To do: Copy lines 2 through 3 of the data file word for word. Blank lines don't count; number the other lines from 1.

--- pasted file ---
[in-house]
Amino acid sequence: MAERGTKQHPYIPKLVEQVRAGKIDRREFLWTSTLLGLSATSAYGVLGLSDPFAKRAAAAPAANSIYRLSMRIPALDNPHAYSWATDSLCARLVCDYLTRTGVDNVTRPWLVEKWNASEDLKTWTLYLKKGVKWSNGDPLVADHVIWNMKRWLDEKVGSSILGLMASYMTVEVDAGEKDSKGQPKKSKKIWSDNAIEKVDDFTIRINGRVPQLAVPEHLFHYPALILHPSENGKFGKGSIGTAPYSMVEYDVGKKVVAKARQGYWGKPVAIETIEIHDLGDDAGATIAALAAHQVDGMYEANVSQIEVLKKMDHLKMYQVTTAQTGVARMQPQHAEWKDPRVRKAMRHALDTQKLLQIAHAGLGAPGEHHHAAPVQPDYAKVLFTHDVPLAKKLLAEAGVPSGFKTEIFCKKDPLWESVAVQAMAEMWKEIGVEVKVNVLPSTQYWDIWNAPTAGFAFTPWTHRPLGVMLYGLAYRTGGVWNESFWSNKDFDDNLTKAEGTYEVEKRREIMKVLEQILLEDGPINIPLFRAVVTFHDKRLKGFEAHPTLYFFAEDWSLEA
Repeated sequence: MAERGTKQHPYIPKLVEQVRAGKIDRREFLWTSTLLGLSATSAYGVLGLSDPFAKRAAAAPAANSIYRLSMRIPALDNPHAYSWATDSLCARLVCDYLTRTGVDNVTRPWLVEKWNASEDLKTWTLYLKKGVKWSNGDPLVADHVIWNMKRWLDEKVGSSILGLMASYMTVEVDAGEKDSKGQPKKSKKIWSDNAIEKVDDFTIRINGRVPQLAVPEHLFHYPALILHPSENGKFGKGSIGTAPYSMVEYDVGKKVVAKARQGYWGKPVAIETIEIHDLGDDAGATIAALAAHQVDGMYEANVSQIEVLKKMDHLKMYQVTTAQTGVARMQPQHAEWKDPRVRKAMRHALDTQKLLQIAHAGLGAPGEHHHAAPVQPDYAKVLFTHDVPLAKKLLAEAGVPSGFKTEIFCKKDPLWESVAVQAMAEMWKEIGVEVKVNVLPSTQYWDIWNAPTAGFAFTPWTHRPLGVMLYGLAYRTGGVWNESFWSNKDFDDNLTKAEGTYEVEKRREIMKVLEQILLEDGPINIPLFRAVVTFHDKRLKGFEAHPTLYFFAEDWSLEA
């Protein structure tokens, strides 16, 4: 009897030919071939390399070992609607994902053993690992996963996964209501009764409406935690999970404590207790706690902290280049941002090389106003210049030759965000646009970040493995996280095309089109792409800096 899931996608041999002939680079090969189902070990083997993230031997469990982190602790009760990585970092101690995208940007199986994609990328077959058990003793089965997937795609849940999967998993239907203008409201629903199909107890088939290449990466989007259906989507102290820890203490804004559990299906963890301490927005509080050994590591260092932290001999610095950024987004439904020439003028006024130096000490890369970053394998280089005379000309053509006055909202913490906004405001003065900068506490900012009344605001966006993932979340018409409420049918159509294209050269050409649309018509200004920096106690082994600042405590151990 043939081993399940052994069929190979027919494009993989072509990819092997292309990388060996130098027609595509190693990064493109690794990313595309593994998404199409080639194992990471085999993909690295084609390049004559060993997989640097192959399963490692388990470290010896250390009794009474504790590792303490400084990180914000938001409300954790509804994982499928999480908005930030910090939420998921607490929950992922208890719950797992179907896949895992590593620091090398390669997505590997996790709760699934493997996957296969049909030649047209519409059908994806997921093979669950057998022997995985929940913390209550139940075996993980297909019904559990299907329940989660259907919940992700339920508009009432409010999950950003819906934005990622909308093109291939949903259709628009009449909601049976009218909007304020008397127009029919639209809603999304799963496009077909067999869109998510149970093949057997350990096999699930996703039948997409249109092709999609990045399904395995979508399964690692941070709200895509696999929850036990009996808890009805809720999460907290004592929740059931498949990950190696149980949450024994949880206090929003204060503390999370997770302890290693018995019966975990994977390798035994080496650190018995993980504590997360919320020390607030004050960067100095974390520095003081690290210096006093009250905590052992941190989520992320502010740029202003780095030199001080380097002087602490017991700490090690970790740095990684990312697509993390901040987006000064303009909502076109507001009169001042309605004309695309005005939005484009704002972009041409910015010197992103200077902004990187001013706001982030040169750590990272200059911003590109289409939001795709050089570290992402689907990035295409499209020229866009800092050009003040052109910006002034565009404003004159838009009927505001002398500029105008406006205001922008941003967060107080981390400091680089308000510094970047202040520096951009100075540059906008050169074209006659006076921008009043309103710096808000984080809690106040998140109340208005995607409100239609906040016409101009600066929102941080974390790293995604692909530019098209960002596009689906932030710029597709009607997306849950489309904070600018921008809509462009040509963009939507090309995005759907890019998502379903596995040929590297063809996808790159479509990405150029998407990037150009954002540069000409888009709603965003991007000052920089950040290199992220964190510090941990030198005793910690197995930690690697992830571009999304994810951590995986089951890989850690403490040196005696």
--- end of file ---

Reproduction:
Amino acid sequence: MAERGTKQHPYIPKLVEQVRAGKIDRREFLWTSTLLGLSATSAYGVLGLSDPFAKRAAAAPAANSIYRLSMRIPALDNPHAYSWATDSLCARLVCDYLTRTGVDNVTRPWLVEKWNASEDLKTWTLYLKKGVKWSNGDPLVADHVIWNMKRWLDEKVGSSILGLMASYMTVEVDAGEKDSKGQPKKSKKIWSDNAIEKVDDFTIRINGRVPQLAVPEHLFHYPALILHPSENGKFGKGSIGTAPYSMVEYDVGKKVVAKARQGYWGKPVAIETIEIHDLGDDAGATIAALAAHQVDGMYEANVSQIEVLKKMDHLKMYQVTTAQTGVARMQPQHAEWKDPRVRKAMRHALDTQKLLQIAHAGLGAPGEHHHAAPVQPDYAKVLFTHDVPLAKKLLAEAGVPSGFKTEIFCKKDPLWESVAVQAMAEMWKEIGVEVKVNVLPSTQYWDIWNAPTAGFAFTPWTHRPLGVMLYGLAYRTGGVWNESFWSNKDFDDNLTKAEGTYEVEKRREIMKVLEQILLEDGPINIPLFRAVVTFHDKRLKGFEAHPTLYFFAEDWSLEA
Repeated sequence: MAERGTKQHPYIPKLVEQVRAGKIDRREFLWTSTLLGLSATSAYGVLGLSDPFAKRAAAAPAANSIYRLSMRIPALDNPHAYSWATDSLCARLVCDYLTRTGVDNVTRPWLVEKWNASEDLKTWTLYLKKGVKWSNGDPLVADHVIWNMKRWLDEKVGSSILGLMASYMTVEVDAGEKDSKGQPKKSKKIWSDNAIEKVDDFTIRINGRVPQLAVPEHLFHYPALILHPSENGKFGKGSIGTAPYSMVEYDVGKKVVAKARQGYWGKPVAIETIEIHDLGDDAGATIAALAAHQVDGMYEANVSQIEVLKKMDHLKMYQVTTAQTGVARMQPQHAEWKDPRVRKAMRHALDTQKLLQIAHAGLGAPGEHHHAAPVQPDYAKVLFTHDVPLAKKLLAEAGVPSGFKTEIFCKKDPLWESVAVQAMAEMWKEIGVEVKVNVLPSTQYWDIWNAPTAGFAFTPWTHRPLGVMLYGLAYRTGGVWNESFWSNKDFDDNLTKAEGTYEVEKRREIMKVLEQILLEDGPINIPLFRAVVTFHDKRLKGFEAHPTLYFFAEDWSLEA